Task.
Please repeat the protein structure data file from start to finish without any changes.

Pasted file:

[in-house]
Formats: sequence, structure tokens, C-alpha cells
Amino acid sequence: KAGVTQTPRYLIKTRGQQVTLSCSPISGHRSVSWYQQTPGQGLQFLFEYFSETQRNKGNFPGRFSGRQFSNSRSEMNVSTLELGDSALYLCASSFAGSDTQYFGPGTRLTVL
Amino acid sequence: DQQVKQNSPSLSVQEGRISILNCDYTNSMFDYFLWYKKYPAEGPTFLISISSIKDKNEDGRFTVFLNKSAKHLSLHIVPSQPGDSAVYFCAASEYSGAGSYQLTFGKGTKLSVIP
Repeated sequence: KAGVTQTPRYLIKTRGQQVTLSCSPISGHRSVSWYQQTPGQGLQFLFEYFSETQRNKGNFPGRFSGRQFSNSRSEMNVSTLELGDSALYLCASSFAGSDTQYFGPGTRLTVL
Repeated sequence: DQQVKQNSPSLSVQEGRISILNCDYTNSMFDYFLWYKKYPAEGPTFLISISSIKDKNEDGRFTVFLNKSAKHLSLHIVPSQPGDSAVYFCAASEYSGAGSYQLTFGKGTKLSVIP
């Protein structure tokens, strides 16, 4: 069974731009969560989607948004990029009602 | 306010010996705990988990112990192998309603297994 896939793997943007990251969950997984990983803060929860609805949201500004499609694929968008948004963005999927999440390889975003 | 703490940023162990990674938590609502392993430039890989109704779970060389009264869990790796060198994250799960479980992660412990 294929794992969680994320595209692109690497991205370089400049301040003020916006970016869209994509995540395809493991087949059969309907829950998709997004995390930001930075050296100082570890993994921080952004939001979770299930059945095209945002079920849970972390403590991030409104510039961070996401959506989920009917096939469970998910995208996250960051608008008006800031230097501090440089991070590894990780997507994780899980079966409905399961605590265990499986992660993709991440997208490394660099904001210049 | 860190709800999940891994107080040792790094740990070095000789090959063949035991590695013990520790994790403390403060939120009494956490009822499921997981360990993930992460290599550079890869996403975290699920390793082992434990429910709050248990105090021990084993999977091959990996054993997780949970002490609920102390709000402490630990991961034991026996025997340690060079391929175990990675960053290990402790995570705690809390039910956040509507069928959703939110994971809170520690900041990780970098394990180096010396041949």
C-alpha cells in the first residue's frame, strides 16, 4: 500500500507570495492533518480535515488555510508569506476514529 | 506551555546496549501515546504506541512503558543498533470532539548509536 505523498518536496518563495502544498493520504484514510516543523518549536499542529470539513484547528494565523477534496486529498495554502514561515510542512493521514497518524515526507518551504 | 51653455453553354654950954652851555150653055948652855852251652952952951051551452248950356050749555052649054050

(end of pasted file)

[in-house]
Formats: sequence, structure tokens, C-alpha cells
Amino acid sequence: KAGVTQTPRYLIKTRGQQVTLSCSPISGHRSVSWYQQTPGQGLQFLFEYFSETQRNKGNFPGRFSGRQFSNSRSEMNVSTLELGDSALYLCASSFAGSDTQYFGPGTRLTVL
Amino acid sequence: DQQVKQNSPSLSVQEGRISILNCDYTNSMFDYFLWYKKYPAEGPTFLISISSIKDKNEDGRFTVFLNKSAKHLSLHIVPSQPGDSAVYFCAASEYSGAGSYQLTFGKGTKLSVIP
Repeated sequence: KAGVTQTPRYLIKTRGQQVTLSCSPISGHRSVSWYQQTPGQGLQFLFEYFSETQRNKGNFPGRFSGRQFSNSRSEMNVSTLELGDSALYLCASSFAGSDTQYFGPGTRLTVL
Repeated sequence: DQQVKQNSPSLSVQEGRISILNCDYTNSMFDYFLWYKKYPAEGPTFLISISSIKDKNEDGRFTVFLNKSAKHLSLHIVPSQPGDSAVYFCAASEYSGAGSYQLTFGKGTKLSVIP
């Protein structure tokens, strides 16, 4: 069974731009969560989607948004990029009602 | 306010010996705990988990112990192998309603297994 896939793997943007990251969950997984990983803060929860609805949201500004499609694929968008948004963005999927999440390889975003 | 703490940023162990990674938590609502392993430039890989109704779970060389009264869990790796060198994250799960479980992660412990 294929794992969680994320595209692109690497991205370089400049301040003020916006970016869209994509995540395809493991087949059969309907829950998709997004995390930001930075050296100082570890993994921080952004939001979770299930059945095209945002079920849970972390403590991030409104510039961070996401959506989920009917096939469970998910995208996250960051608008008006800031230097501090440089991070590894990780997507994780899980079966409905399961605590265990499986992660993709991440997208490394660099904001210049 | 860190709800999940891994107080040792790094740990070095000789090959063949035991590695013990520790994790403390403060939120009494956490009822499921997981360990993930992460290599550079890869996403975290699920390793082992434990429910709050248990105090021990084993999977091959990996054993997780949970002490609920102390709000402490630990991961034991026996025997340690060079391929175990990675960053290990402790995570705690809390039910956040509507069928959703939110994971809170520690900041990780970098394990180096010396041949």
C-alpha cells in the first residue's frame, strides 16, 4: 500500500507570495492533518480535515488555510508569506476514529 | 506551555546496549501515546504506541512503558543498533470532539548509536 505523498518536496518563495502544498493520504484514510516543523518549536499542529470539513484547528494565523477534496486529498495554502514561515510542512493521514497518524515526507518551504 | 51653455453553354654950954652851555150653055948652855852251652952952951051551452248950356050749555052649054050